William Arthur Ward

  7. #7
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    Really, guys. May we digress a bit? I'm not anti-clean, in fact I'm near obsessed with the germy thing. But, I draw a distinction between 'dirt' and 'messy'. And, I belive that a shop that looks used has character. Mine does get swept occasionally. Broom and dust pan is my DC system. This shop is my man-cave. I'm at home here. OK, I'll buy the oily machine lathe argument. Keep it covered.
    Attached Thumbnails Attached Thumbnails messy lathe.jpg  
    "Folks is funny critters."

    Think for yourselves and let others enjoy the privilege to do so, too. ~Voltaire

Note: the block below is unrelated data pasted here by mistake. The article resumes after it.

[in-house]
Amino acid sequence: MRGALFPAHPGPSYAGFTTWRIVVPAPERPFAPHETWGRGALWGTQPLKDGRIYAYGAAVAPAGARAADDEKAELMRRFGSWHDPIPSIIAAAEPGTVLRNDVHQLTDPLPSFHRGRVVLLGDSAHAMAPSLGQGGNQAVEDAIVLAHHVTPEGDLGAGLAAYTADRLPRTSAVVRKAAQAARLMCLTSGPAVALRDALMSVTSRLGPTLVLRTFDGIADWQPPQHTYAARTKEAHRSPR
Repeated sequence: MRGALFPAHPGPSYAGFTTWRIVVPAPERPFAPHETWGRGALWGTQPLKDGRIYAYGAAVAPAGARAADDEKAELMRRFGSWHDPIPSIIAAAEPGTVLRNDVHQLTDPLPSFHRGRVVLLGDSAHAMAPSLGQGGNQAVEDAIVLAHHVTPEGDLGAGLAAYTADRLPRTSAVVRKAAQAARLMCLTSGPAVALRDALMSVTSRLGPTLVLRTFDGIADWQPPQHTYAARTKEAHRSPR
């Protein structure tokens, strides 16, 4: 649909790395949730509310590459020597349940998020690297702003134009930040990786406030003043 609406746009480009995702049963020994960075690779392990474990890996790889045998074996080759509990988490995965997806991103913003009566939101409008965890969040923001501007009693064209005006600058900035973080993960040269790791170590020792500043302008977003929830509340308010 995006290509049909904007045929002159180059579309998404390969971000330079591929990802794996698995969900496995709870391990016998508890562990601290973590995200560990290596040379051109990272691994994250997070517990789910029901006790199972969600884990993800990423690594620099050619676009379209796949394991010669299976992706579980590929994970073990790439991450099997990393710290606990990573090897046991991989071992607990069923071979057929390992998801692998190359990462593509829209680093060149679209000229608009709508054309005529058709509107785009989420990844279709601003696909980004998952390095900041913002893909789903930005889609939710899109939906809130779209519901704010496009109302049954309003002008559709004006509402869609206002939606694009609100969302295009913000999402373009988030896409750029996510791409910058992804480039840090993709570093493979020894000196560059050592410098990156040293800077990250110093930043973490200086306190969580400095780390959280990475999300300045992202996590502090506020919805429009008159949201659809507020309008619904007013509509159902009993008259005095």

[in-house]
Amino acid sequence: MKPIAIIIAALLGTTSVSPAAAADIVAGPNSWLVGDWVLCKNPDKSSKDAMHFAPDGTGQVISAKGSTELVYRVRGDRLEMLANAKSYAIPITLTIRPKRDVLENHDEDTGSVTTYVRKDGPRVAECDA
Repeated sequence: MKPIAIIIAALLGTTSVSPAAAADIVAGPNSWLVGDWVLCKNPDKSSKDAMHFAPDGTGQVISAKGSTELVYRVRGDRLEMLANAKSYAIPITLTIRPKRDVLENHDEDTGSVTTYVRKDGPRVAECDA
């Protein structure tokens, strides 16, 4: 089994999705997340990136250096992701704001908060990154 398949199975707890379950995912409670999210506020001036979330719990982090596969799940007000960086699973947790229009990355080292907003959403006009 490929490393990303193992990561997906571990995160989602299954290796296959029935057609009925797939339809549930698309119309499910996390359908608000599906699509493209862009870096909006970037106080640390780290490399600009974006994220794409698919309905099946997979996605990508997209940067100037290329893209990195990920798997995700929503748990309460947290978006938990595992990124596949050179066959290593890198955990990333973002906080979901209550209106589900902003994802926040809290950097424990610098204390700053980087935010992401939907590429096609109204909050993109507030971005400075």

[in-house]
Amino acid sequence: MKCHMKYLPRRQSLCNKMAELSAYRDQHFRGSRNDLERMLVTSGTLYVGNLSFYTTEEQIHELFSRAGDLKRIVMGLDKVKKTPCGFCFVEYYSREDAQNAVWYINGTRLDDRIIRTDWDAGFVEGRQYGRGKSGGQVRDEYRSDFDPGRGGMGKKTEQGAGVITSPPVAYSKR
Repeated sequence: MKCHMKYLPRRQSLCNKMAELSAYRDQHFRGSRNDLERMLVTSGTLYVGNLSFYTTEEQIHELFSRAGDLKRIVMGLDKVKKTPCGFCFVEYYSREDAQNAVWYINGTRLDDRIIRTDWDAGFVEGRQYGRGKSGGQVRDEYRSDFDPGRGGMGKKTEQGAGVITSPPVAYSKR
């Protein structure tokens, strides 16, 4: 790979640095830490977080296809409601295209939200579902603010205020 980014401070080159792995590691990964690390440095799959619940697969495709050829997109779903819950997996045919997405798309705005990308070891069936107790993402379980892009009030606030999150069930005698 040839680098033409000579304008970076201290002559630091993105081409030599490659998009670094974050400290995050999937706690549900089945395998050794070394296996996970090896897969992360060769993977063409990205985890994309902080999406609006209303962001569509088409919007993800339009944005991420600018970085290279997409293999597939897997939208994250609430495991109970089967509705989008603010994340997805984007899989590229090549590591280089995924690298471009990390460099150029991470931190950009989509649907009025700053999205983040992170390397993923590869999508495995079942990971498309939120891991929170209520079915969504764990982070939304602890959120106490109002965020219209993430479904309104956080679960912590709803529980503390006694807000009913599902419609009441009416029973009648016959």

8. #8
    Join Date
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    Geez Frank, you want to compare "Messy" you are up against the WRONG guy here..........

    Click image for larger version. 

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    Just the same, not having dust and shavings pile onto the metal spinning lathe is a good thing........ no?
    The pessimist complains about the wind; the optimist expects it to change; the realist adjusts the sails.
    William Arthur Ward

  9. #9
    Join Date
    Nov 2006
    Location
    Mountain Home, Arkansas
    Posts
    11,833
    I surrender.
    "Folks is funny critters."

    Think for yourselves and let others enjoy the privilege to do so, too. ~Voltaire